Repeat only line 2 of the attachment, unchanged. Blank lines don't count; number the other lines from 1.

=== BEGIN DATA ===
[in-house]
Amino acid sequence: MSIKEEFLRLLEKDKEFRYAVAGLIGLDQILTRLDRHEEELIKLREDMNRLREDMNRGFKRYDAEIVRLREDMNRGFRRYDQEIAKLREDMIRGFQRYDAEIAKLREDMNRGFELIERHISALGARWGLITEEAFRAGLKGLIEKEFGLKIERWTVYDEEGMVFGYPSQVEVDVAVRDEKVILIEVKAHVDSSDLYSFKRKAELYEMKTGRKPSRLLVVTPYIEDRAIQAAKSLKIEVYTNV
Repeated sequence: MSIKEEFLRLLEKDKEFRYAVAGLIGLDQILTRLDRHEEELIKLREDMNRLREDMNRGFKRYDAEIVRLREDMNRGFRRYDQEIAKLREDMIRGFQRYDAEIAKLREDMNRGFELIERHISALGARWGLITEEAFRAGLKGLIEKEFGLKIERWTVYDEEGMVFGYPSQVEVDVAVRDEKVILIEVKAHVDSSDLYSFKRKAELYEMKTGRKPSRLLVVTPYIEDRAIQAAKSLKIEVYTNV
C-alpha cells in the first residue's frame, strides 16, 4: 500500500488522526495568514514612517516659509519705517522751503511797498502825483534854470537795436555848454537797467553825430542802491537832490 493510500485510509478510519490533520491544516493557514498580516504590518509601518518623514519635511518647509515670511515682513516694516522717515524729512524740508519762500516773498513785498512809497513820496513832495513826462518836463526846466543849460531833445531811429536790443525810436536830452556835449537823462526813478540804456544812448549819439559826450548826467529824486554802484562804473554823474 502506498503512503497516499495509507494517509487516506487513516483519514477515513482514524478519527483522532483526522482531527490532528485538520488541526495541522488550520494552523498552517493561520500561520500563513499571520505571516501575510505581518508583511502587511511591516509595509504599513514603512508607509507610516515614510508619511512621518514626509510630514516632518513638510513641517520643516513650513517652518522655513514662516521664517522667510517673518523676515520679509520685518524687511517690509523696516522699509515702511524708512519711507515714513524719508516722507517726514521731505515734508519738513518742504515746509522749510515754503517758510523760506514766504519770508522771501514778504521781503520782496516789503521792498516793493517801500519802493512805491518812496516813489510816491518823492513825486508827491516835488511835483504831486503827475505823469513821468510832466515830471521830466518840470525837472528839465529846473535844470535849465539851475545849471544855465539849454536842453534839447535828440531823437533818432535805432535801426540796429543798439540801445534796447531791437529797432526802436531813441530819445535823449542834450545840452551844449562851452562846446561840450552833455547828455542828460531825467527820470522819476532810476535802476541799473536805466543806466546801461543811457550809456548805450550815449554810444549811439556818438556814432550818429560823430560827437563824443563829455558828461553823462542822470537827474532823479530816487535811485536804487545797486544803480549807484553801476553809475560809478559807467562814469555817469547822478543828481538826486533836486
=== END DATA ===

Amino acid sequence: MSIKEEFLRLLEKDKEFRYAVAGLIGLDQILTRLDRHEEELIKLREDMNRLREDMNRGFKRYDAEIVRLREDMNRGFRRYDQEIAKLREDMIRGFQRYDAEIAKLREDMNRGFELIERHISALGARWGLITEEAFRAGLKGLIEKEFGLKIERWTVYDEEGMVFGYPSQVEVDVAVRDEKVILIEVKAHVDSSDLYSFKRKAELYEMKTGRKPSRLLVVTPYIEDRAIQAAKSLKIEVYTNV